An overblown immune response could be killing a portion of the sick, and some doctors think that new treatments being tested could help at least some of those patients.
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President Trump says the government's procurement and distribution system is "a fine-tuned machine," but many hospitals and state governors say they're still struggling to get what they need.
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NPR's Mary Louise Kelly speaks with Mike Bowen, whose company Prestige Ameritech makes surgical masks in Texas, about why he's unhappy about the flood of orders coming in for his product.
Acting Prime Minister Leo Varadkar reregistered as a medical practitioner with the country's Health Service Executive in March and will begin to work one shift a week.
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The U.S. trails only Italy (16,523 dead) and Spain (13,055 dead) in the number of people lost to the pandemic.
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More than 14,000 people have now been hospitalized in New York City for COVID-19. But two large overflow facilities have been operating far below their capacity.
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An office of the Department of Health and Human Services surveyed 323 U.S. hospitals and found shortages of "intravenous therapy poles, medical gas, linens and food." Many are still scrambling.
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NPR's Michel Martin speaks with Dr. David Skorton, president and CEO of the Association of American Medical Colleges, about ways the U.S. should prepare for the next pandemic.
NPR's Michel Martin speaks with Letitia James, attorney general of New York, about her call for nationwide access to abortion during the coronavirus pandemic.
As the coronavirus spreads, there is growing public concern over some of the methods being used by governments to enforce containment methods.
Dr. Randy Tobler, CEO of Scotland County Hospital in Memphis, Missouri, tells NPR's Michel Martin how his rural medical center is preparing for a rise in coronavirus cases.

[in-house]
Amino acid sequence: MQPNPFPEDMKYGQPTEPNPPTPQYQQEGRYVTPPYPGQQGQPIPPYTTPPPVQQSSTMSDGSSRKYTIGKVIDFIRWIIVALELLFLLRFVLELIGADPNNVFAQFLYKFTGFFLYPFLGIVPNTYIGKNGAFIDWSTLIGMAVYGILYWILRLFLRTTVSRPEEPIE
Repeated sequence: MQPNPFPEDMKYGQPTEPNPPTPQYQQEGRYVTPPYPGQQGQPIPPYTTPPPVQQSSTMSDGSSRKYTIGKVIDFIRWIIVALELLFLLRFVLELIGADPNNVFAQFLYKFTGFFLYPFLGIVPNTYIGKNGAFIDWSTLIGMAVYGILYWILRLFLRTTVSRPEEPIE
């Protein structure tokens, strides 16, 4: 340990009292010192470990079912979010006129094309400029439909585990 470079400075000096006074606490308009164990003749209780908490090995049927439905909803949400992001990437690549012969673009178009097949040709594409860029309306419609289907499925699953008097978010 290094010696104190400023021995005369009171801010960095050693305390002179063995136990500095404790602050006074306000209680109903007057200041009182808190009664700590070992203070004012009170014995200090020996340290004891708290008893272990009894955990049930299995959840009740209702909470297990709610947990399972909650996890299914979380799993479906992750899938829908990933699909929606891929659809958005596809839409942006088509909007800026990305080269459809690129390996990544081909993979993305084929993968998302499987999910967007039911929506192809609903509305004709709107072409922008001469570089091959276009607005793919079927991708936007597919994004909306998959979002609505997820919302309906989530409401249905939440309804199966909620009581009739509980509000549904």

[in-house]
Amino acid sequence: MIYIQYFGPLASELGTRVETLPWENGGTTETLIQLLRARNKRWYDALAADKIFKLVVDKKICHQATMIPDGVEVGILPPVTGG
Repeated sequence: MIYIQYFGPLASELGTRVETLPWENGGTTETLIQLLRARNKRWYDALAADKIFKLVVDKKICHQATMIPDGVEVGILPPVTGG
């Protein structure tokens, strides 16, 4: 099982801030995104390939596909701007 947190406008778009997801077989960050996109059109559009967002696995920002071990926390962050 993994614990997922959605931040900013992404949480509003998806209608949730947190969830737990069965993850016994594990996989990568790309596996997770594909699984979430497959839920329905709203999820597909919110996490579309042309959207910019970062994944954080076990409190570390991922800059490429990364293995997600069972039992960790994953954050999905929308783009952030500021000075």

There have been dramatic spikes in demand for sedatives, pain medications, paralytics and other drugs that are crucial for patients who are on ventilators.
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NPR's Mary Louise Kelly talks with Michael Osterholm, director of the Center for Infectious Disease Research and Policy at the University of Minnesota, on the federal health response to COVID-19.
The city of Birmingham, Ala., is now under a shelter-in-place order, as hospitals there are being inundated with COVID-19 patients. A local cardiologist who is now ill with the disease speaks.
The president and others have criticized 3M, with some officials alleging profiteering during the COVID-19 pandemic. But the company says cutting exports would be a mistake.
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Many of the millions of Americans who lost their jobs in recent weeks also lost their health insurance. Others lacked a health plan even before COVID-19 hit. Here's a start to finding help.
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There's still a serious shortage of testing for COVID-19 across the country. Many people who are sick and showing likely symptoms say they still can't get tested.
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NPR reached out to the public health departments serving some of the largest cities in the U.S. Most did not have their most current pandemic response plan posted publicly and many were out of date.
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As the health industry focuses on COVID-19, there has been a big drop in nonurgent visits for primary care and specialty care. Medical practices are being forced to furlough or lay off staff.
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NPR's Mary Louise Kelly speaks with Gabrielle Mayer, who is graduating from medical school early to help the coronavirus-positive patients coming into Bellevue Hospital in New York City.